The U.S. and other nations should look toward Internet voting to make it easier for disabled and elderly people to cast ballots, and to increase participation among young people, but online security remains a huge hurdle, according to a new paper for the Atlantic Council and McAfee.
Online voting has "the power to revolutionize the democratic process around the world," said the paper, released Wednesday by the think tank and Intel's security division. However, online security will "need to be vastly improved."
With the paper, the Atlantic Council and McAfee are pushing to "change the nature of the cybersecurity debate," said Tom Gann, McAfee's vice president of government relations. "Our goal is to move the public discussion from one that all too often focuses on gloom and doom, to one that focuses on the age of the possible."
The paper lists several potential solutions to the security problems, including broader use of encryption, biometric identification, and preconfigured bootable USB sticks or CDs containing voting software that could be sent to voters.
But as the U.S heads toward a national election in November, large-scale online voting systems in the country are a long way off, some security and e-voting experts said during a discussion of the paper at the think tank.
With the underlying and ongoing security problems of the Internet, secure online voting on a large scale may still be 30 to 40 years away, said Joseph Lorenzo Hall, chief technologist at the Center for Democracy and Technology.
"You hear about all these breaches; every day there's a new news story," said Pamela Smith, president of Verified Voting, a group that has pushed for electronic voting audit trails. "You wonder sometimes where the idea of sending something as valuable as votes over the Internet, how did that get to be a good idea?"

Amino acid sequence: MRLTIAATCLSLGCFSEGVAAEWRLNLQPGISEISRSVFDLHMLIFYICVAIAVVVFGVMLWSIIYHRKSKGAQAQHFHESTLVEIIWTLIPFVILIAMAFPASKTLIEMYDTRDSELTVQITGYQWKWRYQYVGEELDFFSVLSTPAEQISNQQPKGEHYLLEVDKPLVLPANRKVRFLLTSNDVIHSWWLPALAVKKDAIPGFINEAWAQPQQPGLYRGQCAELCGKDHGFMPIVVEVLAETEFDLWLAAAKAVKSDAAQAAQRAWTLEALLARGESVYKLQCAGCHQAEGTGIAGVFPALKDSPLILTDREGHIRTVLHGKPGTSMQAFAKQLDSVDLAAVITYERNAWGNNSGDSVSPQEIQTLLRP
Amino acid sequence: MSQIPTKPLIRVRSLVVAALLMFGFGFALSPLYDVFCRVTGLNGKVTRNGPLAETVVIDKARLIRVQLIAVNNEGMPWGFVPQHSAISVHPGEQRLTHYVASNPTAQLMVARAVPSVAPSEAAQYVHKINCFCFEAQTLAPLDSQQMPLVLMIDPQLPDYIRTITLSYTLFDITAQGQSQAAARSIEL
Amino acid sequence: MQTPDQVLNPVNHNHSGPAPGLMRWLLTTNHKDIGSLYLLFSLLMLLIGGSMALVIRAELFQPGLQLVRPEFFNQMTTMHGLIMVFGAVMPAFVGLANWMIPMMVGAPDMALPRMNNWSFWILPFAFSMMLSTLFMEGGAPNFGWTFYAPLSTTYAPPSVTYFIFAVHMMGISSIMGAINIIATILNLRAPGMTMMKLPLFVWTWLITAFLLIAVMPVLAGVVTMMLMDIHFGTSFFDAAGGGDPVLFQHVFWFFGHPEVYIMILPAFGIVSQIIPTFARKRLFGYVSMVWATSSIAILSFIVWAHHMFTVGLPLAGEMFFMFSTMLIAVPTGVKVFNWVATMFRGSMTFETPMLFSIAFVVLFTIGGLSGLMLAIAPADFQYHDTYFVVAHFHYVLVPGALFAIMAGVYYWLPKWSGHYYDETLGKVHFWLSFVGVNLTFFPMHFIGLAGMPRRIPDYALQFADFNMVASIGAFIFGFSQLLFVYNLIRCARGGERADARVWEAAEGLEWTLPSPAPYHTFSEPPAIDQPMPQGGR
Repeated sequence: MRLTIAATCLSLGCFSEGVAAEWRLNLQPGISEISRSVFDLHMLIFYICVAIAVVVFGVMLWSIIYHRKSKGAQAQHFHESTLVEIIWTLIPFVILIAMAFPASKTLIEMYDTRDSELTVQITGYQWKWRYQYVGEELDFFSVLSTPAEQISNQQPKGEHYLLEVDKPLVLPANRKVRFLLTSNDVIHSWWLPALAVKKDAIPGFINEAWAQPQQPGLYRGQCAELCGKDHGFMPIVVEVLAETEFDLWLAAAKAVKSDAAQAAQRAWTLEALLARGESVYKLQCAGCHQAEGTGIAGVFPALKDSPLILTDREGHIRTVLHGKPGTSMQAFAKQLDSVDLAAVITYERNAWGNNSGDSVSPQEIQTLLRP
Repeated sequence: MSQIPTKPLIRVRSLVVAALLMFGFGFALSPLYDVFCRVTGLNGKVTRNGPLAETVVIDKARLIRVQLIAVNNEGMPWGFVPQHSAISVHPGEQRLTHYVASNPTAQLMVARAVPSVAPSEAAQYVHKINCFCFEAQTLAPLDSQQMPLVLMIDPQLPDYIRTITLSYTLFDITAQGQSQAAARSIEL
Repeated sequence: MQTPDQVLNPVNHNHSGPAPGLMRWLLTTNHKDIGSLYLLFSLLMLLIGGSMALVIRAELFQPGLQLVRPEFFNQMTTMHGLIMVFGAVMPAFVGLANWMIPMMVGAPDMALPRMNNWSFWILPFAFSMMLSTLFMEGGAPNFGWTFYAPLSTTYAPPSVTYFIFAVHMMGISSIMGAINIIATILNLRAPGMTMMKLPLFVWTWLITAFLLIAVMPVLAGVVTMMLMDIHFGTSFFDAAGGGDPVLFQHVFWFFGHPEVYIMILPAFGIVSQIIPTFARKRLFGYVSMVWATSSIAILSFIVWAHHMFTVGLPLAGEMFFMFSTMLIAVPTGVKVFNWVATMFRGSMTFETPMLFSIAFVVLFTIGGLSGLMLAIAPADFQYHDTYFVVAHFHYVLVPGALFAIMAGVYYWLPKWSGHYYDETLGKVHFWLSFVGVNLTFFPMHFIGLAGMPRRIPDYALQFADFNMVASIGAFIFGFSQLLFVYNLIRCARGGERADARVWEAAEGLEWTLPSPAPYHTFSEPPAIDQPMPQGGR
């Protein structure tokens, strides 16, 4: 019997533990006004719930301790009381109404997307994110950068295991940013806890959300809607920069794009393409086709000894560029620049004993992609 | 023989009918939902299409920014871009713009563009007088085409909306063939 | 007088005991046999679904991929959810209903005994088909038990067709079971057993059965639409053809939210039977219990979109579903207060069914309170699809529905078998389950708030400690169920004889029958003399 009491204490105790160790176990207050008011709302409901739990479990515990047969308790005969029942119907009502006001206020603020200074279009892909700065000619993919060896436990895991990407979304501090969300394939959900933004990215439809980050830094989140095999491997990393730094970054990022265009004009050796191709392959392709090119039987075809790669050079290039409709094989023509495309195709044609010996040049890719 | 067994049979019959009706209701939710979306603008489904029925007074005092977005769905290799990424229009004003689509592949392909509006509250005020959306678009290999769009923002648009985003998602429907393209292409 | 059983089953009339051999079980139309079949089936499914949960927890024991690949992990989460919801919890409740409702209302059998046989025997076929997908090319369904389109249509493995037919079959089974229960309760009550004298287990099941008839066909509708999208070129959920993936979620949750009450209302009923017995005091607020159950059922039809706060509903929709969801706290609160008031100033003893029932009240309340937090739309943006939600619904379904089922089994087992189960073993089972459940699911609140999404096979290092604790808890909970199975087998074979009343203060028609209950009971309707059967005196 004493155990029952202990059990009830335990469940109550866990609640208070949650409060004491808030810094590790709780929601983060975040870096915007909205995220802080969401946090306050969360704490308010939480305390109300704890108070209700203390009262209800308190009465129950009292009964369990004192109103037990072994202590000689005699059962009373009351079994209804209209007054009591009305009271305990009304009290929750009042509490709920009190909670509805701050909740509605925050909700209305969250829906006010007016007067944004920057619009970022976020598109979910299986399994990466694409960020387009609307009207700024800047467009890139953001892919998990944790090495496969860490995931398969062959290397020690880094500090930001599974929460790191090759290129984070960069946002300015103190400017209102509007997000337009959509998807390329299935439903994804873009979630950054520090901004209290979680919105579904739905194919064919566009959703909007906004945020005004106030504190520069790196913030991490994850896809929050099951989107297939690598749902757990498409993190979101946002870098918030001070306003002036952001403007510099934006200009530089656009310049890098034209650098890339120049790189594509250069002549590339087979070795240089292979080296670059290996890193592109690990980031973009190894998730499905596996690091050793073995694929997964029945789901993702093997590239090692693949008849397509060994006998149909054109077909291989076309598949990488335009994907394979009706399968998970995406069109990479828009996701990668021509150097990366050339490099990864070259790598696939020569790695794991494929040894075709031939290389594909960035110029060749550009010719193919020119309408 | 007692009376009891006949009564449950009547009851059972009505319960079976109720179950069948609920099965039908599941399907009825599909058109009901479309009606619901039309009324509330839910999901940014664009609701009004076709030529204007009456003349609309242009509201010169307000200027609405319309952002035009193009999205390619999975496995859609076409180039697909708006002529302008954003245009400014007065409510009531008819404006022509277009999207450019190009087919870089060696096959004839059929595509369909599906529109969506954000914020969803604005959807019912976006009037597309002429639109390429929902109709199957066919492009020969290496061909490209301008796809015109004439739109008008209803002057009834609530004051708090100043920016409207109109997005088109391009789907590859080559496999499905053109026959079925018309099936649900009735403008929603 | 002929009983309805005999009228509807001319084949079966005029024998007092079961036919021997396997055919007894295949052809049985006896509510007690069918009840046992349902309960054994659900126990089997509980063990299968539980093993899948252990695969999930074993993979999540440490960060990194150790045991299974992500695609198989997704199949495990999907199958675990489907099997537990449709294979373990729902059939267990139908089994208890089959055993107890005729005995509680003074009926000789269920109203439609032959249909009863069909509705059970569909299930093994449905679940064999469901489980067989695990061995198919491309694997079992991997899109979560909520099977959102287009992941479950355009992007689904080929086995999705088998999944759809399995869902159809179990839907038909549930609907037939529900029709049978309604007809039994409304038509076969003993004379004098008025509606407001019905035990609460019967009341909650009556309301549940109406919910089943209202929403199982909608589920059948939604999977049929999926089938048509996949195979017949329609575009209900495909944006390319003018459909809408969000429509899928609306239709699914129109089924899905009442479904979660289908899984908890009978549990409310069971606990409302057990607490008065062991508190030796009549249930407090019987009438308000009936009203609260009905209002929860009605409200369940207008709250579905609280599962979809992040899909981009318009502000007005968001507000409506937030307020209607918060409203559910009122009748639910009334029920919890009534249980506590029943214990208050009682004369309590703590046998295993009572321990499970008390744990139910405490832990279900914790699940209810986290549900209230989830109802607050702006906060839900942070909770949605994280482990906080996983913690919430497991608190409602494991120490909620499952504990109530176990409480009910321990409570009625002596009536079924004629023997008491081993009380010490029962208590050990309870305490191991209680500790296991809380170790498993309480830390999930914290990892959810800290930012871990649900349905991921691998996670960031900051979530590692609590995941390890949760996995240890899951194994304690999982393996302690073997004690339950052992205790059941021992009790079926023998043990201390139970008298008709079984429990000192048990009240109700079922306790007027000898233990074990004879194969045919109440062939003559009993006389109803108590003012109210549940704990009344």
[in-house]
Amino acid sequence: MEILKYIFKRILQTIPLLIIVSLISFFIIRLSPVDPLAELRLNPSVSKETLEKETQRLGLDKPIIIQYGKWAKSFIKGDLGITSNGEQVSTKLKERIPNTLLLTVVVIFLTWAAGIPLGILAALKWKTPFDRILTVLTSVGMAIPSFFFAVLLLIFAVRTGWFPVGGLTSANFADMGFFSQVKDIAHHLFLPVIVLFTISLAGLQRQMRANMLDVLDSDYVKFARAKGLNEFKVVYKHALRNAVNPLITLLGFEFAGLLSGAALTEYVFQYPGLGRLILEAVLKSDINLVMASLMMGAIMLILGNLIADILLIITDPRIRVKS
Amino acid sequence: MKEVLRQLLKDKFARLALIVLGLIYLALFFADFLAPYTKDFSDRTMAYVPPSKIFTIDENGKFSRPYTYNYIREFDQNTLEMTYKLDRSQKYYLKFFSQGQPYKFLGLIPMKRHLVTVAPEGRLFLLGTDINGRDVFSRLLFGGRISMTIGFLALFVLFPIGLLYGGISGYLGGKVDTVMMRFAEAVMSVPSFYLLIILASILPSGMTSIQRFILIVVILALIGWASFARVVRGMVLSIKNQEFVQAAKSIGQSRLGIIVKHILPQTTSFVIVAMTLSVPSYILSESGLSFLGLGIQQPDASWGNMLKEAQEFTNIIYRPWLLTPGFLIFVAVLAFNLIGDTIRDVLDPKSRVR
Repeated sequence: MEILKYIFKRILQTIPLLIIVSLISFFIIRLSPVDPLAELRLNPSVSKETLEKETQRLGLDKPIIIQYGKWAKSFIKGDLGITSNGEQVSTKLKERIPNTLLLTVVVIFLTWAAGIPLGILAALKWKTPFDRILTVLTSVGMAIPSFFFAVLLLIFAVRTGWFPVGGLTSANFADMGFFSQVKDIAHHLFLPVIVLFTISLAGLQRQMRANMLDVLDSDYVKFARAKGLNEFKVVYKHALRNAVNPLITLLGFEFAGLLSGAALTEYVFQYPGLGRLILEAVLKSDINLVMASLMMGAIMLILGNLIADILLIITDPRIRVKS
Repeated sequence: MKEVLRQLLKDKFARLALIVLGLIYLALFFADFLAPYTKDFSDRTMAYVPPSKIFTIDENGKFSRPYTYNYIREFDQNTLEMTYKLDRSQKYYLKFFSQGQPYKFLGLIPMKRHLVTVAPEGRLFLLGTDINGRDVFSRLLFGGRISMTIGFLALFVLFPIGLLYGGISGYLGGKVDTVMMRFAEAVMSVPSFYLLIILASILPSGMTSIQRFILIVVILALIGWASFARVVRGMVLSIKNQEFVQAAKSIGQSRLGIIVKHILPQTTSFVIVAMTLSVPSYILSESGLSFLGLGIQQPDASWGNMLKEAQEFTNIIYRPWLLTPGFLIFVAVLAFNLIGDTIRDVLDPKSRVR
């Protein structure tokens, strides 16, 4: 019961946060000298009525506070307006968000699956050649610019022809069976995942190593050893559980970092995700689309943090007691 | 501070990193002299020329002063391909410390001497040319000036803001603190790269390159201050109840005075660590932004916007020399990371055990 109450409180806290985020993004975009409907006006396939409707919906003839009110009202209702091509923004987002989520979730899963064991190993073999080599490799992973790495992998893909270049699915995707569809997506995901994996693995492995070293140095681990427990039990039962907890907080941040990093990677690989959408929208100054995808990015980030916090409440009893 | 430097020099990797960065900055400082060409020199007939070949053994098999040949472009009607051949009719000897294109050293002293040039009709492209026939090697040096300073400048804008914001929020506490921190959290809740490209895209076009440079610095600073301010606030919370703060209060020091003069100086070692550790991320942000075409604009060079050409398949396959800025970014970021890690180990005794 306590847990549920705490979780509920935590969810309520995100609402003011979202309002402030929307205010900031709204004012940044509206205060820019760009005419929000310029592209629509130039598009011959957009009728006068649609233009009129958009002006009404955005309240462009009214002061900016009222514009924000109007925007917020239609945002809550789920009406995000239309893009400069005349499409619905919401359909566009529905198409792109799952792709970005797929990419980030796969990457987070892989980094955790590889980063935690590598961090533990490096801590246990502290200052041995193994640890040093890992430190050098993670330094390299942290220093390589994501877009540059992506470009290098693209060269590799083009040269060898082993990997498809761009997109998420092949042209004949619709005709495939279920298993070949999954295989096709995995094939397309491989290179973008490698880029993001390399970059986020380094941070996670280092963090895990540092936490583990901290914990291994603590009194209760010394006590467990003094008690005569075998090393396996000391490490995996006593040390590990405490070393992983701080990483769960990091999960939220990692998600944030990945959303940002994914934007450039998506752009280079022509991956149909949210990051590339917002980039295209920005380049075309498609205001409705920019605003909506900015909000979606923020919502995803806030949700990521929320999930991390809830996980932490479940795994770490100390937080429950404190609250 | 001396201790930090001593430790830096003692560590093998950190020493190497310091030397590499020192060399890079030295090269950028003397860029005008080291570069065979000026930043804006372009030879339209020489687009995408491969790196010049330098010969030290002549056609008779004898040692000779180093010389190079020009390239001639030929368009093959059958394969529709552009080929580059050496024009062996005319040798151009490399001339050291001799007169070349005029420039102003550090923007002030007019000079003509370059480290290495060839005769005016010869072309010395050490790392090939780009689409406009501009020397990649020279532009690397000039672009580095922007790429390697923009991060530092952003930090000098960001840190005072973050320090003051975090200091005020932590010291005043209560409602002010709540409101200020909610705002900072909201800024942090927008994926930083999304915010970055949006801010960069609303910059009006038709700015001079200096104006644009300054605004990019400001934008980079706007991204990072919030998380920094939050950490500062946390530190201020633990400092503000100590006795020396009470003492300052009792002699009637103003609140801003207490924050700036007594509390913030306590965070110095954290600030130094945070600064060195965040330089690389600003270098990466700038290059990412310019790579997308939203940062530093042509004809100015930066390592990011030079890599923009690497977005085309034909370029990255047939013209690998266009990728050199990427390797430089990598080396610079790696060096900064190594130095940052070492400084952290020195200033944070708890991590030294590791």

In the U.S., local governments, many with tiny IT budgets, run elections, Smith said. Many local governments don't have the resources to fix problems or fight off attacks against online voting systems, she said.
Much of the focus on security for online elections has until now focused on securing the network, but vulnerabilities on voters' devices could also cause problems, said Representative Jim Langevin, a Rhode Island Democrat. "Relying on a voter's PC or smartphone to honestly represent her intentions is simply naive with malware as prevalent as it is," he said.
In addition, online voting compounds one of the stickier problems of earlier electronic voting machines, in that it can be difficult to verify and audit votes after they are cast, Hall noted. "If you don't have something to audit, if you don't have something to recount, that is independent of the software, you may be in a world of hurt," he said.
Other panelists disagreed about the maturity of online voting systems. A handful of countries including Brazil, Estonia and Switzerland have already rolled out online voting systems, noted Damon Wilson, the executive vice president of Atlantic Council.
Other countries are moving toward online voting in the near future, added Jordi Puiggali, chief security officer at elections technology vendor Scytl. It is possible now to run secure online elections using encryption and other security measures, he said.
"It's impossible to say in 20 years, 'now the Internet is secure,'" he said. "We will have new threats."
With a huge number of potential benefits, technologists and policymakers should focus on improving online voting security independent of the underlying network, said Kent Landfield, McAfee's director of standards and technology policy.
"We don't want wait 30 years to get the Internet as stable as it could be for electronic voting online," he said. "We need to start looking at how to design the voting system to ride on top of that kind of infrastructure, knowing the infrastructure itself is not as secure as we want."
Grant Gross covers technology and telecom policy in the U.S. government for The IDG News Service. Follow Grant on Twitter at GrantGross. Grant's email address is firstname.lastname@example.org.